Even when its clot-dissolving powers are removed, the stroke drug tPA can still protect brain cells from the loss of oxygen and glucose induced by a stroke, researchers have discovered.
The finding suggests that a modified version of tPA could provide benefits to patients who have experienced a stroke, without increasing the risk of bleeding.
The results will be published in the Journal of Neuroscience.
"We may have been giving the right medication, for the wrong reason," says senior author Manuel Yepes, MD, associate professor of neurology at Emory University School of Medicine. "tPA is more than a clot-busting drug, it functions naturally as a neuroprotectant,"
The co-first authors of the paper are postdoctoral fellows Fang Wu and Jialing Wu from the Department of Neurology, and Andrew Nicholson from the Department of Radiology and Imaging Sciences.
tPA was introduced as a treatment for acute stroke in the 1990s. Doctors have debated its effectiveness and safety ever since, because it can increase the likelihood of deadly hemorrhage. Many people experiencing a stroke do not receive tPA because of time constraints or other contraindications.
"tPA is supposed to be administered within the first 3-4.5 hours of the onset of the stroke," Yepes says. "Otherwise there is no beneficial effect and instead there is an increase in the risk of hemorrhagic transformation."
Long before tPA ever became a drug, tPA was a protein produced by several tissues in the body, including brain cells. One of its functions is to convert the inactive protein plasminogen into the enzyme plasmin, which breaks down clots. Yepes' team has been studying tPA's additional functions beyond acting on plasminogen.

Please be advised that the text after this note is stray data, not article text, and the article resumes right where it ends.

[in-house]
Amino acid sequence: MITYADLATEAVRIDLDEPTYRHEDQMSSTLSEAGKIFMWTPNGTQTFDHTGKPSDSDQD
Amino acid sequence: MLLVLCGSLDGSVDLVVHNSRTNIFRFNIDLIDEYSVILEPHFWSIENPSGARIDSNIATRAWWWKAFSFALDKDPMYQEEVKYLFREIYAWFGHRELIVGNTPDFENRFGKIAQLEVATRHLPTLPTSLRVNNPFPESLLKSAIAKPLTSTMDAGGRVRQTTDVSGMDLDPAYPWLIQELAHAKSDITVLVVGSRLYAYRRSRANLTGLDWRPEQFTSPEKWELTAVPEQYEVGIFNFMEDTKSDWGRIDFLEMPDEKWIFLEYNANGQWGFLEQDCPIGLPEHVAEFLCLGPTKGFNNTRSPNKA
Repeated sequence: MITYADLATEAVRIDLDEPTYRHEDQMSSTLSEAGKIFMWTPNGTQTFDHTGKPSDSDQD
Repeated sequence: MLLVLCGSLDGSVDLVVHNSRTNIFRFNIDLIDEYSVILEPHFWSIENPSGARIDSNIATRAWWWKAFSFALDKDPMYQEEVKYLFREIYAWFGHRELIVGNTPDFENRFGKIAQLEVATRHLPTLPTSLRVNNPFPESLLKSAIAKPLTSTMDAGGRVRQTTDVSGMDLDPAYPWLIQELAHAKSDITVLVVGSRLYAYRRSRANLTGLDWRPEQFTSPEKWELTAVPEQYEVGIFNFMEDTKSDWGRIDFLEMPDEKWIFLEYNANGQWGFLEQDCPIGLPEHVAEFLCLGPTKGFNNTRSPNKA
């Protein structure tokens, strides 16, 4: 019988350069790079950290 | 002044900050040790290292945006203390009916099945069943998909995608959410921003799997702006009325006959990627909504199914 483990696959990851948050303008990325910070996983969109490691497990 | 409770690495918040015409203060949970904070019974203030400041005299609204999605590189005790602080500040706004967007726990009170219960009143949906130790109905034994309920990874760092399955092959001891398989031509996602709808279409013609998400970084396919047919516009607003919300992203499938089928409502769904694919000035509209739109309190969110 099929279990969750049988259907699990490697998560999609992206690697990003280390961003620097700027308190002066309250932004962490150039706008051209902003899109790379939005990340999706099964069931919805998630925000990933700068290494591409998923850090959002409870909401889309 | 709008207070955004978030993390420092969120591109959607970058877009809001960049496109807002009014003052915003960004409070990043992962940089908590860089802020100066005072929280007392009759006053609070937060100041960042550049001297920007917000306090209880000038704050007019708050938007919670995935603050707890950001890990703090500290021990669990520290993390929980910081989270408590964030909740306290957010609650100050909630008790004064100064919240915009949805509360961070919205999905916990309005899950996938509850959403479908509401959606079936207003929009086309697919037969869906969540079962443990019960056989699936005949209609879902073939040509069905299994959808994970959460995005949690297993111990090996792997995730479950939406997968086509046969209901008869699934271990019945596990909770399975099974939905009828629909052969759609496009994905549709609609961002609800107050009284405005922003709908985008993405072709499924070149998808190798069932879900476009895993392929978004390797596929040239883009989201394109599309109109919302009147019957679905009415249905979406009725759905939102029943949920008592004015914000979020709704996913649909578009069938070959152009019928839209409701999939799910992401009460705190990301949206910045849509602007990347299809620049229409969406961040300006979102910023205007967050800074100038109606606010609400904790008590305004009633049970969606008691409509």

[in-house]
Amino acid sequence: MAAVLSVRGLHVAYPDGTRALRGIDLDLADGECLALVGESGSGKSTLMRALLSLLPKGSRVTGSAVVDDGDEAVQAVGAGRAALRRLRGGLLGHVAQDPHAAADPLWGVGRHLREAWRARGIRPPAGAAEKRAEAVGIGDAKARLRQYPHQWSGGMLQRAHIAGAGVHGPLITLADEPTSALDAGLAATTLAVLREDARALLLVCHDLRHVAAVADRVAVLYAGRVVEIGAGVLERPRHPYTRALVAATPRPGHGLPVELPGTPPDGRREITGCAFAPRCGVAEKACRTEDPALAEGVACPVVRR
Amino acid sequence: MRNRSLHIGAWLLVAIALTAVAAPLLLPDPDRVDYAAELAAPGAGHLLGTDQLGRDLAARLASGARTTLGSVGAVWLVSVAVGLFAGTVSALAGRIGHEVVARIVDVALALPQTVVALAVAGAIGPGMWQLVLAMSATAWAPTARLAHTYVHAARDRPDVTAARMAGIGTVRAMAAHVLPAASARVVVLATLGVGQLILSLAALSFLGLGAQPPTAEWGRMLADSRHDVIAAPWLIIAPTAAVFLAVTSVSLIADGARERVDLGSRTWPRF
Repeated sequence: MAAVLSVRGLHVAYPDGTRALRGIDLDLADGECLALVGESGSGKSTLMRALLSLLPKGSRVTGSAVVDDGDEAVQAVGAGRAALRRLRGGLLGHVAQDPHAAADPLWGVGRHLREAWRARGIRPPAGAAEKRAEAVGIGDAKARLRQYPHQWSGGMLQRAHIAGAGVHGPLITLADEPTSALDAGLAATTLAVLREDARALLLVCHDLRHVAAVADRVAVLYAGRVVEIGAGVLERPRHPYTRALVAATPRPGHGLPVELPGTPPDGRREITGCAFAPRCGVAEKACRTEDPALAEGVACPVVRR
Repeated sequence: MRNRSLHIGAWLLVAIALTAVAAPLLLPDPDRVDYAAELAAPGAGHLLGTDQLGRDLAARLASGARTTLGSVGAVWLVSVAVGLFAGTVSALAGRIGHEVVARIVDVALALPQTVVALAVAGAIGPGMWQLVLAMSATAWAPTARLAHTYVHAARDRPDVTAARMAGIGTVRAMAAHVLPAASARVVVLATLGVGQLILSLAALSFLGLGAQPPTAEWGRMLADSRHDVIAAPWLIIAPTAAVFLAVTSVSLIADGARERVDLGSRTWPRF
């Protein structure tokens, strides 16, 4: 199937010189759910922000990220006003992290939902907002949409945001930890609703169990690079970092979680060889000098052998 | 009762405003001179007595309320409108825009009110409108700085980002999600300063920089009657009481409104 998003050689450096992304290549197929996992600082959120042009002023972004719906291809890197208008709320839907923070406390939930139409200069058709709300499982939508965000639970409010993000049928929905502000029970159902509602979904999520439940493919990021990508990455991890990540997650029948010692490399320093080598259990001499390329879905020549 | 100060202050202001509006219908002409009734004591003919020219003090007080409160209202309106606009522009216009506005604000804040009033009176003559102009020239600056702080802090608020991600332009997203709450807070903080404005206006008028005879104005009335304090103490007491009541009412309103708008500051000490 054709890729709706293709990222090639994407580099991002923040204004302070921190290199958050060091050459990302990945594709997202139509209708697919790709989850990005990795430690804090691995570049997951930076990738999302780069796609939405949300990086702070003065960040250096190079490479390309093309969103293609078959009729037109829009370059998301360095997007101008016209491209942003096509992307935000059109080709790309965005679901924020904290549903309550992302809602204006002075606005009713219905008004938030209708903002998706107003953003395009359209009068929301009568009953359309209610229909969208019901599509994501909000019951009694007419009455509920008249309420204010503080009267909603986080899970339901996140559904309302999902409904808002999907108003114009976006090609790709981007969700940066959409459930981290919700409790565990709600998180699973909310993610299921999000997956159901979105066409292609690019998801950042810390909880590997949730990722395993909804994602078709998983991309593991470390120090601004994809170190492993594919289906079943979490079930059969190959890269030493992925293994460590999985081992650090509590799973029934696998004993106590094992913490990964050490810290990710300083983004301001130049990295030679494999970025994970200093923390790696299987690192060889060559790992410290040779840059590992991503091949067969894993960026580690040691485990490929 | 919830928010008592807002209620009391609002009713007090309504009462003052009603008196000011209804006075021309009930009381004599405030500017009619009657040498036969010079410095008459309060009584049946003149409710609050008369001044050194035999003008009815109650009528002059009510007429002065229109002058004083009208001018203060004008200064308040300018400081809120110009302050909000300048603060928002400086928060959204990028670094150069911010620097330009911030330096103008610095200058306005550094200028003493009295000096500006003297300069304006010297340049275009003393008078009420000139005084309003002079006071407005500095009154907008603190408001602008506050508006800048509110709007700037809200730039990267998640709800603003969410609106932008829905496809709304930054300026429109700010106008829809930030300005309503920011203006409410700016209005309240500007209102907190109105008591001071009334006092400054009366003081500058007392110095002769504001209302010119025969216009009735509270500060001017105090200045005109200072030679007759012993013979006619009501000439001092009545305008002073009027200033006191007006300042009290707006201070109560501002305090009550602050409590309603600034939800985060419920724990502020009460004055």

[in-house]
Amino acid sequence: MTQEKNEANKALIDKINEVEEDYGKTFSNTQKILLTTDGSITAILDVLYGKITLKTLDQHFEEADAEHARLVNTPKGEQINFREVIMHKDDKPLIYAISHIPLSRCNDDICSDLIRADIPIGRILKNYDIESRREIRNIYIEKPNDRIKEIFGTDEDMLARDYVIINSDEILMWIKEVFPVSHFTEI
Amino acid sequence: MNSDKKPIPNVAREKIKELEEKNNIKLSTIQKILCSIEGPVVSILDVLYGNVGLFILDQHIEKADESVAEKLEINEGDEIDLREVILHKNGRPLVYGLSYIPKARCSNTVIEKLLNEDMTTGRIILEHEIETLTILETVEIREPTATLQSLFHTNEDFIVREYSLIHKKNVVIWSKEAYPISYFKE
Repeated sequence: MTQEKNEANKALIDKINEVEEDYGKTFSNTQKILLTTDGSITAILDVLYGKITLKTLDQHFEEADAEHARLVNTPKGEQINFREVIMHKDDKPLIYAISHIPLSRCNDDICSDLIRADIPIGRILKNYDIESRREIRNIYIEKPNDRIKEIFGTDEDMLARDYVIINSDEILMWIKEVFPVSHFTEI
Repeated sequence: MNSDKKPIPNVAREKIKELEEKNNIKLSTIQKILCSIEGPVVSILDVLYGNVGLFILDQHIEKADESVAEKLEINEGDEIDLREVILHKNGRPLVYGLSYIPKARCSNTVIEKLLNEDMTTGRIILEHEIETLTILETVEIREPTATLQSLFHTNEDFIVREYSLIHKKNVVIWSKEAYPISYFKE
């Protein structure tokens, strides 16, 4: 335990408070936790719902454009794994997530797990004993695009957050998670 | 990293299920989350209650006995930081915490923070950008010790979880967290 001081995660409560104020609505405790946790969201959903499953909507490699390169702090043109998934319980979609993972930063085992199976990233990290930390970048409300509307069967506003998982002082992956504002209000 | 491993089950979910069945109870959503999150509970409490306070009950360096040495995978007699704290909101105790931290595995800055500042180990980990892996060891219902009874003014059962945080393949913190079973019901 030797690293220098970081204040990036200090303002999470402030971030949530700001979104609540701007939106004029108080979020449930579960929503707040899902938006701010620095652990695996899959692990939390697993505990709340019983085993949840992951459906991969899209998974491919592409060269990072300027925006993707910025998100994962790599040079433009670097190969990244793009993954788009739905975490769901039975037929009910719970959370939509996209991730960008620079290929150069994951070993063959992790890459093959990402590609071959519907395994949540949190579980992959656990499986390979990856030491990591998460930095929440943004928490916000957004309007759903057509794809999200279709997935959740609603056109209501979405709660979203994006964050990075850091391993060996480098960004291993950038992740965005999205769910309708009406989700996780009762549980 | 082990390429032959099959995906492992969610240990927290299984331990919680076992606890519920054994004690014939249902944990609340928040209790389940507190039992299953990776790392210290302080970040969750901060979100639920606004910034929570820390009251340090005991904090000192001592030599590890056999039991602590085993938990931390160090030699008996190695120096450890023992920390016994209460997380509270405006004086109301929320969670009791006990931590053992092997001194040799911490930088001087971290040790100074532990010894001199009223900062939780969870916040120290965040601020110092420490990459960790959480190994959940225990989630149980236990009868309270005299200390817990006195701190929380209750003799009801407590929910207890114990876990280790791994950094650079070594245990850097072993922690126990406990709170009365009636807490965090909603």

Exposing cultured neurons from the cerebral cortex to tPA protects the neurons from dying after being deprived of oxygen and glucose, the researchers found. tPA appears to induce a set of proteins that helps cells deal with the lack of oxygen and glucose that come from an interruption of blood flow.
This result contradicts previous reports about tPA's effects in the nervous system, some of which concluded that it can act as a neurotoxin.
"The discrepancy could be a matter of experimental design or dose," Yepes says. "Our results do suggest that the dose of tPA that is needed for a neuroprotective effect is significantly lower that the dose that we give to destroy the clot in our stroke patients."
A mutated form of tPA that could not activate plasminogen still had the protective effect on neurons in culture. Yepes' team also studied the effects of the mutated form of tPA in living animals. In mice, the researchers blocked a vessel supplying blood to the brain for one hour, simulating a stroke. Treatment with both regular and modified tPA could reduce the size of the damaged area of the brain.
The possibility that tPA may be working as a neuroprotectant also may explain why, clinically, tPA's benefits are sometimes not observed until several weeks after treatment as it has been demonstrated in large clinical studies, Yepes says.
"If it was just a matter of the clot, getting rid of the clot should make the patient better quickly," he says. "It's been difficult to explain why you should have to wait three months to see a benefit."
"One of the main implications of our finding is that a form of tPA that does not act on plasminogen could still provide benefits, without the risks of inducing a bleeding in the brain," Yepes says. "The risk of bleeding creates a lot of anxiety, and it has resulted in the regrettable fact that only a small number of stroke patients currently benefit from treatment with tPA."
Yepes says a next step would be to try a "protease-inactive" version of tPA in a pilot clinical trial.
The research was supported by the National Institute of Neurological Disorders and Stroke (NS062073) and the Department of Veterans Affairs.
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